Disclaimer: we\’re not actually teaching you how to be a ninja.

We caught up with long-time bass heavyweight Datsik on his latest tour. The Ninja Nation Tour had 2 very promising, back-to-back stops in Chicago, with a second night being added to make up for last year\’s early termination.

Datsik\’s new tour is based off of his latest work, an EP entitled Down 4 My Ninjas. This 5-track compilation was made possible by a release on his proper Firepower Records label. It features some huge collaborations and sharing of the spotlight with rising stars like label-mate Twine. It also has a cleverly integrated hashtag: #D4MN.

An introduction is not really needed; if you\’ve extensively listened to dubstep before, you\’ve must of come across this Canadian producer\’s name. Coming from the British Columbia city of Kelowna, already known to be the stomping grounds of Excision and other bass ambassadors, Datsik differentiates himself from the rest with a relentless style that\’s uneasy to forget. Taking the heaviness hip-hop has to offer and blending it with grimy, wobbly dubstep basslines is a formula Datsik has used since the start.


Datsik had requested that Fox Stevenson, a young and striving producer on his label, would join us on this short chat. Fox had just finished performing and was a great contribution to the interview. We also have a cameo appearance from another performer on the tour.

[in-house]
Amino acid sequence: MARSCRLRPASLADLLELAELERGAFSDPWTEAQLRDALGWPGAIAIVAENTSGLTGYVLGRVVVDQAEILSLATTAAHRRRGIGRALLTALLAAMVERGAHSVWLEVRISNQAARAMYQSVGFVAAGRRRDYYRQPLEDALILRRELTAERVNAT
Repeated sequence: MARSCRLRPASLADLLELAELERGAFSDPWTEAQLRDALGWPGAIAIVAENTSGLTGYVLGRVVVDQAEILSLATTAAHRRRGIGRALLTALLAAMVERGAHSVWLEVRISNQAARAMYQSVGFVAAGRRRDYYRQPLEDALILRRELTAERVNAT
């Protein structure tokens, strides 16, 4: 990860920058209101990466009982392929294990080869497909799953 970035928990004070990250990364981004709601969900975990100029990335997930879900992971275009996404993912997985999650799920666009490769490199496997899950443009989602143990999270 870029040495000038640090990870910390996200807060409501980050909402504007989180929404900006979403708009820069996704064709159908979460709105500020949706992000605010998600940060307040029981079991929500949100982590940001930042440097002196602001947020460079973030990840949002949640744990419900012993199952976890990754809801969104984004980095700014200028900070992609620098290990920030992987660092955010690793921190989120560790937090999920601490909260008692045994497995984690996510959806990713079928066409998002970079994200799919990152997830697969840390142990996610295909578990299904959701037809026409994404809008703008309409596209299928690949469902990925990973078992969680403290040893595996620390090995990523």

Without further interruption, I proudly present to you my interview with Datsik and Fox Stevenson!

EDM Chicago (EDMC): First of all, I’d like to thank you for giving us some of your time for this interview! Seeing you perform here last year, I could not have imagined we’d be sitting here today. So, we know the name “Datsik” came from an old Xbox gamertag; what games did you play on Xbox and how do they reflect your current musical style?

Datsik (D): The reason why I named myself Datsik was because I would murk everyone at Halo. I used to have 16 people at my house after school every day; we’d have 4 Xbox consoles set up in different rooms and would play. This was around the same time I was starting to make music and I didn’t know what else to call myself. For a while, I was thinking about changing it but all of my friends were like “no, don’t change it!”

D: So, I’m also here with my boy, Fox Stevenson. Say what’s up, Fox!

Fox Stevenson (FS): How’s it going! So, I got my name from one of my friends who called me fox because my beard’s a little gingery. I used to also have this orange towel that used to be my fox tail.

EDMC: Sweet. How was your set just now, Fox?

FS: Pretty good, man!